As the Easter Sunday Catholic faithful wait outside St Peter’s for Benedict XVI to deliver his tenth papal address, the Church itself has come under unprecedented attack and criticism. Numerous controversies have emerged about the protection of child-molesting priest in many countries including Germany, the US and Ireland with the Pope implicated in many of the scandals.
Although the Church has addressed some of the concerns, its preference is to adopt a siege mentality as the charges multiply. The Pope downplayed the charges as “petty gossip” while the Vatican daily, L'Osservatore Romano, has accused the media of a "clear and ignoble intent of trying to strike Benedict and his closest collaborators".
One of the Pope’s apologists, Vatican priest Raniero Cantalamessa noted Easter and Passover fell during the same week this year and said this led him to think of comparisons with the Jews. “They know from experience what it means to be victims of collective violence, and also because of this they are quick to recognise the recurring symptoms,” Cantalamessa said. “The use of stereotypes [and] the passing from personal responsibility and guilt to a collective guilt, remind me of the more shameful aspects of anti-Semitism.” However a US advocate for sexual abuse victims said the comparison was “breathtakingly callous and misguided.” David Clohessy said “men who deliberately and consistently hide child sex crime are in no way victims and to conflate public scrutiny with horrific violence is about as wrong as wrong can be.”
The public scrutiny into child sex crimes is becoming deeply uncomfortable for the Church and indeed for Benedict himself. In Germany, Father Peter Hullermann has become the focus of an expanding sexual-abuse scandal that has embroiled the Pope. Hullermann was a priest in northern Germany with an addiction to sexual abuse of children. He was transferred to Munich for therapy where Pope Paul VI had appointed Joseph Ratzinger as Archbishop in 1977. Ratzinger was copied in on a 1980 memo which said Hullermann would be returned to pastoral work within days of beginning psychiatric treatment. A German court eventually convicted Hullermann of further child abuse in 1986 but the church still took no action to stop him from working with children. The Archdiocese has acknowledged that “bad mistakes” were made with Hullermann, but said it was the fault of people reporting to Ratzinger rather than to the cardinal himself.
In the US, the news is no better for the Pope. As the then leader of the Congregation for the Doctrine of the Faith (1981-2005), he was also implicated in the scandal of the St. John’s School for the Deaf in Milwaukee, Wisconsin. Lawrence C. Murphy worked at the school from 1950 to 1974 initially as chaplain and later as director. Murphy admitted he sexually abused deaf boys for 22 years. Victims tried for more than three decades to bring him to justice, but recent documents show Ratzinger’s office neither defrocked him nor referred him for prosecution but instead encouraged “pastoral action” to resolve the problem. In the end Murphy solved the problem for the Vatican by conveniently dying before the trial could proceed.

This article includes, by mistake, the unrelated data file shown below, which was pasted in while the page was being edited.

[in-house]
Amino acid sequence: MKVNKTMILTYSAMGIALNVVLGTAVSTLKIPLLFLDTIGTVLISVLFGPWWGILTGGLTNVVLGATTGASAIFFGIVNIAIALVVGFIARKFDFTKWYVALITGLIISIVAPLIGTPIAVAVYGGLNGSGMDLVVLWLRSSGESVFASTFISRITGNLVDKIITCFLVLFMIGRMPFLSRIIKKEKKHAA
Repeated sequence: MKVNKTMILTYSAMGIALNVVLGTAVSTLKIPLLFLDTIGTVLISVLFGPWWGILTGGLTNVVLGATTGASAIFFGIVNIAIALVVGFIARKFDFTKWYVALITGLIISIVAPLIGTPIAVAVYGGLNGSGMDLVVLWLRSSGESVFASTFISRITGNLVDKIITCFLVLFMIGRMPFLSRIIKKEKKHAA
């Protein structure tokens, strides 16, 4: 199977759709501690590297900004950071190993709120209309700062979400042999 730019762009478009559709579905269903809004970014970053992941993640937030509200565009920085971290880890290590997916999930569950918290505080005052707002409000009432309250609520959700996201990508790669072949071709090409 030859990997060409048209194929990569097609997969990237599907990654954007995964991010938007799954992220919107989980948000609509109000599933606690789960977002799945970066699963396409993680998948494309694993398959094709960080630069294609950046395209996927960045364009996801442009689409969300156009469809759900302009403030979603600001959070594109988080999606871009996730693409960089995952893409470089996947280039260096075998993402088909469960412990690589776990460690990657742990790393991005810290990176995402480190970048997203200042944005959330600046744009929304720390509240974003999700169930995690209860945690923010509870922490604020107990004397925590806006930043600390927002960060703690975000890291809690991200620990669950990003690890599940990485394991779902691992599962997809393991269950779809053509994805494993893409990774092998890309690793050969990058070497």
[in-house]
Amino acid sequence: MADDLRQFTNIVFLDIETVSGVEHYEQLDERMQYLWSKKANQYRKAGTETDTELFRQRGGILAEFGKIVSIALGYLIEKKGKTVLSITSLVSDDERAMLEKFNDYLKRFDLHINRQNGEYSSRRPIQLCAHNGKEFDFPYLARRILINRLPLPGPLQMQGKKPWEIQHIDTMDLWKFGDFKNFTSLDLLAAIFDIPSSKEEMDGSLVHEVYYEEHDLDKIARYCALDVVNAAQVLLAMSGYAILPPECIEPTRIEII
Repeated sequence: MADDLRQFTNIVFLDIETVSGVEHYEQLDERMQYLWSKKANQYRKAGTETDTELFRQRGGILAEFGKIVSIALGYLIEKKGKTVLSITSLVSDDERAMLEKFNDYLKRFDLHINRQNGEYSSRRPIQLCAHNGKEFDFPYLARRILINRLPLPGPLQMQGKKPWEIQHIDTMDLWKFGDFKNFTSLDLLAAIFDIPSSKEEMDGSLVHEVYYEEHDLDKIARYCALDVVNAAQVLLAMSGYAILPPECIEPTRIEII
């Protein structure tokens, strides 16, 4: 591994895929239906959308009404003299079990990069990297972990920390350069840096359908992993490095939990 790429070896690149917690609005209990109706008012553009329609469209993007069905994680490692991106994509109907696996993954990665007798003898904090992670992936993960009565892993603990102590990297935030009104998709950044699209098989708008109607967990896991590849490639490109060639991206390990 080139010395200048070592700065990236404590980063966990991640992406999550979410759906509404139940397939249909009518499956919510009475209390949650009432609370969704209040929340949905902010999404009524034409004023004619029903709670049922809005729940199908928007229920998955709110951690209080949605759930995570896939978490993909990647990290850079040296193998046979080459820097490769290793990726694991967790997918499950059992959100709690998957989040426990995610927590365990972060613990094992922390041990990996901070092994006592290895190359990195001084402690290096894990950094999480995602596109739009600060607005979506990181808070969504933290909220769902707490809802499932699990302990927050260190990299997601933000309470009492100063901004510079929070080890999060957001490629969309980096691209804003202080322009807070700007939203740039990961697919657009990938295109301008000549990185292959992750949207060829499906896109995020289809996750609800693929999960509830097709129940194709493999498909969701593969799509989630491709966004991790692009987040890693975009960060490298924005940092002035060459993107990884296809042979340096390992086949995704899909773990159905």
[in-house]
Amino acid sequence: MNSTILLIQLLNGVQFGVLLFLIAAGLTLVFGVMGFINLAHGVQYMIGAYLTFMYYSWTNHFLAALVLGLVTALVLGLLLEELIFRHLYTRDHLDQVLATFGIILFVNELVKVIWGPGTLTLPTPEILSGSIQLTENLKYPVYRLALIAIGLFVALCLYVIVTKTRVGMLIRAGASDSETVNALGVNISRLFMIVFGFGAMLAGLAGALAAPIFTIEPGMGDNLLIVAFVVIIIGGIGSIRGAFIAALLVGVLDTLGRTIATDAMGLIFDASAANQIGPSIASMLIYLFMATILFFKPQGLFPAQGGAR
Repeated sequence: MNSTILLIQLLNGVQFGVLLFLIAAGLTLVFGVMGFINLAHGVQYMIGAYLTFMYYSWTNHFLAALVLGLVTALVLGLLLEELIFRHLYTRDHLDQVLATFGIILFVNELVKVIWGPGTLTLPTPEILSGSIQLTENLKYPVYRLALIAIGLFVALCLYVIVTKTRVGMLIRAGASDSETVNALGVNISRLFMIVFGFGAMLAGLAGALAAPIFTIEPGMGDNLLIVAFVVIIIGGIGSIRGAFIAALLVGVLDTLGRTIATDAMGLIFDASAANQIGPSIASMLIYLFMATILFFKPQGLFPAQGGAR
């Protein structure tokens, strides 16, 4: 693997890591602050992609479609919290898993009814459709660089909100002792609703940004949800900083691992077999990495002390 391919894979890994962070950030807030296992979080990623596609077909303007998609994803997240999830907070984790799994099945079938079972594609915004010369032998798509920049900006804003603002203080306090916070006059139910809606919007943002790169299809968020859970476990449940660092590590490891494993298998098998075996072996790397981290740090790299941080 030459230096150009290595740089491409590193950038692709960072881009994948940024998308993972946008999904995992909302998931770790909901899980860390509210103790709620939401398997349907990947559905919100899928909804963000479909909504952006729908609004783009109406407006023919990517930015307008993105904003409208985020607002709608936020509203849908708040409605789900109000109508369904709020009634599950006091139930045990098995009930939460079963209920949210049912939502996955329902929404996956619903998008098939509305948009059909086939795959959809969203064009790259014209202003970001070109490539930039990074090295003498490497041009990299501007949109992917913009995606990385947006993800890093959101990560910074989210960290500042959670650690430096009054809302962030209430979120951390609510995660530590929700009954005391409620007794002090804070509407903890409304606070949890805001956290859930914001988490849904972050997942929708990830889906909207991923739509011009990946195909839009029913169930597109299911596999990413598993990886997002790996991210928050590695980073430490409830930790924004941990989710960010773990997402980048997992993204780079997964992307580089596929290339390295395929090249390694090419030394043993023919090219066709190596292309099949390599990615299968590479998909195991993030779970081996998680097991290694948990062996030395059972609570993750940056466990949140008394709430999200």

In Ireland too, sex scandals have left the reputation of the Church in tatters (though it hasn’t stopped them from trying to enforce Good Friday alcohol bans). There have been three official Irish state-sanctioned investigations into the Church’s abuse of children. The most recent and most comprehensive, the Commission to Inquire into Child Abuse released its damning report last year which found widespread physical and emotional abuse were a feature of outdated Catholic-run institutions and sex abuse was endemic, particularly at boy’s institutions and known to Church authorities.
Sexual offenders were usually transferred elsewhere where they were free to continue abusing other children. The Church relied on a culture of secrecy, a compliant Education department and a fear of retribution to keep matters quiet. While the Pope has recently blasted the Irish bishops for “grave errors of judgement”, his apology did not address the Vatican's own role nor did it endorse the report finding that the church leadership was to blame for the scale and longevity of abuse heaped on Irish children throughout the 20th century.
That would have been a step too far for the Vatican as it would mean having to confront its own rulebook. The Catholic Church’s unnatural insistence on celibacy for its priests has contributed greatly to the problems in the US, Germany, Ireland and elsewhere. It is hardly surprising that men without sexual access to women looked for gratification elsewhere, particularly among young and vulnerable people without the access or knowledge about how to complain about their treatment. And while the Church professes to be pro-life, care for its flock seems to stop at birth. The Church continues to see sexual offence as a risk only in terms of the potential for scandal and bad publicity. The danger to children has never been taken into account. This obsessive, cynical and secretive accretion of power at all costs is now coming back to bite the Church badly.